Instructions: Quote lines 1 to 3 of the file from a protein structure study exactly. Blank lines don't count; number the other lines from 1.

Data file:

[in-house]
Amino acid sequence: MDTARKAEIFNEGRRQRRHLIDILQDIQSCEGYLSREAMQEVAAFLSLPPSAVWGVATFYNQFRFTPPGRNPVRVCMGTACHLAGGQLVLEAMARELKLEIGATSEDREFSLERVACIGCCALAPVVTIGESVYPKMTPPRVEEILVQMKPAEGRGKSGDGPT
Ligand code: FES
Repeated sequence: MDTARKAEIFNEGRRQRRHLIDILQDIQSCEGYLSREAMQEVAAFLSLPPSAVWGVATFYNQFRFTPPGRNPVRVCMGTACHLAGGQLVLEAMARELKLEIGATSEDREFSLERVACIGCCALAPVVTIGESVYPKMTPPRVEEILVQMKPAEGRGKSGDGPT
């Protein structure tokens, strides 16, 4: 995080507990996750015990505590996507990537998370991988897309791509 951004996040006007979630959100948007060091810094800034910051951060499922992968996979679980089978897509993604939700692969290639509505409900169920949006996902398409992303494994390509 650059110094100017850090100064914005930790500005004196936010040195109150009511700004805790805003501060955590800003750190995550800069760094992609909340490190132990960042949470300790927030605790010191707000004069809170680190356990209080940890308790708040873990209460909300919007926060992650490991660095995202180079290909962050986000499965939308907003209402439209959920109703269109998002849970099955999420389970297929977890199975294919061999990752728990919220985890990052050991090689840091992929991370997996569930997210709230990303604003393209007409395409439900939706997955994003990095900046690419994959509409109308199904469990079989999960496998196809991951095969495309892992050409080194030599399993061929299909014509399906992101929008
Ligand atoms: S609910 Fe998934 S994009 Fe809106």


[in-house]
Amino acid sequence: MDTARKAEIFNEGRRQRRHLIDILQDIQSCEGYLSREAMQEVAAFLSLPPSAVWGVATFYNQFRFTPPGRNPVRVCMGTACHLAGGQLVLEAMARELKLEIGATSEDREFSLERVACIGCCALAPVVTIGESVYPKMTPPRVEEILVQMKPAEGRGKSGDGPT
Ligand code: FES